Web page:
3. Listen in to how you are feeling. What is that feeling saying to you? If you see that part of yourself as a friend that is seeking to care for you and needs to be heard right now, what is it saying you need? Honor it. Find a way to care for it, hold it, soothe it, and respond.
  4. Name your fears. “Naming is containing” (Kathryn Rheem).
  5. Find ways and places to process your fears. As Dr. Kathryn Rheem says, “Unprocessed fear moves under the surface and tweaks behavior.” We need to find places and safe people with whom to process our fears. Holding the fears alone will only grow anxiety in us. Bringing them out into the light, naming them, and processing them with a safe other will help them be released AND we will feel less alone! That leads to the next point….
  6. Find meaningful and safe ways to connect with those who bring you life. “Isolation is inherently traumatizing to the human brain” (Rheem), so make sure to lean in, connect, reach, and respond to each other. We WILL survive this virus, and we will survive it better if we stay connected! This includes leaning into your faith supports, if those are important to you.
  7. Seek healthy, safe, physical touch with those you love. While keeping in mind appropriate handwashing and germ reduction protocols, we do well to remember what James Coan’s hand holding study teaches us … that the hand of our loved one “calms jittery neurons” in our brain (which we are probably all needing these days!), as well as the truth that a hug releases oxytocin which calms us. As Dr. Sue Johnson says, in summarizing Coan’s study, “The people we love … are the hidden regulators of our bodily processes and our emotional lives” (Hold Me Tight (2008), 26).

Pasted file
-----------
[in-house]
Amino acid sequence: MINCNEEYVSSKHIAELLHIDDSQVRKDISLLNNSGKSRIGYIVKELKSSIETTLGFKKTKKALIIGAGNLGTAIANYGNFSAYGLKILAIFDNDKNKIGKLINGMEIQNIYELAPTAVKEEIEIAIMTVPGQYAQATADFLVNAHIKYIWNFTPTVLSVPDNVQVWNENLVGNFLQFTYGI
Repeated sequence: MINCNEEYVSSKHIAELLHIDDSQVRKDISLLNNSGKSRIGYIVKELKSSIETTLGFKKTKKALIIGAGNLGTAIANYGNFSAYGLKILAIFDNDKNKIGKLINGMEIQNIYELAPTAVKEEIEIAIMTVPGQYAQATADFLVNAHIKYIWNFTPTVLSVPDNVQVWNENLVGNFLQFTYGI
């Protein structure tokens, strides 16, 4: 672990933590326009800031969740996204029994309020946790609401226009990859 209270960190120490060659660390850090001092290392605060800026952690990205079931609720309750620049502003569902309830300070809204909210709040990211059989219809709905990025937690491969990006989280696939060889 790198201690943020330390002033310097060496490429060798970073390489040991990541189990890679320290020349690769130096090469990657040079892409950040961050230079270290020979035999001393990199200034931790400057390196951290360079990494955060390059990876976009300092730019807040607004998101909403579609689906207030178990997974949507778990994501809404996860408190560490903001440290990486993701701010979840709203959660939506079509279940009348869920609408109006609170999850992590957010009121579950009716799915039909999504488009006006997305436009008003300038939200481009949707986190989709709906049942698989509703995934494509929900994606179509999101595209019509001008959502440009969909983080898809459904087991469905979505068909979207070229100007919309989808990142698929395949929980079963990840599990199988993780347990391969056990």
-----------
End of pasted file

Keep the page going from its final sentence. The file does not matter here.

8. Open your eyes to those around you and the needs around you. How might you be a gift to another human in this season of global stress? While we are all too aware of the negative stories on the news, we could be part of the stories around the globe of good will and kindness which can be the answer to another’s prayer.
  9. Do the things that bring you life and joy! Do you like to create? Then create! Do you like to pet your animals? Then pet them! Do you like to go for walks or a good run or hike? Then move and let the fresh air fill your lungs and the scenes of trees and creeks remind you that life is good and there is plenty in this world to enjoy and center us.
  10. Spend time outside in nature. It is grounding, centering, and soothing.
  11. Incorporate music in your day. Listen to your favorite music, play an instrument, sing, release the stress! Music really helps with expressing, soothing, and shifting emotions.
  12. Keep healthy routines and structure in your lives. We all function better with regular wake/sleep cycles and predictability in our days. Notice and pat yourself on the back for the
    small accomplishments each day: “I made my bed!” etc.
  13. Exercise, even a brisk walk, adds oxygen to our brains to help us think more clearly and releases endorphins to help us feel better.
  14. Eat balanced diets.
  15. Drink lots of water and healthy fluids.
  16. Get plenty of rest. We all function better when we are well rested.
  17. And remember to lean in, lean in, lean in to those who are safe havens in your life! We all function better TOGETHER!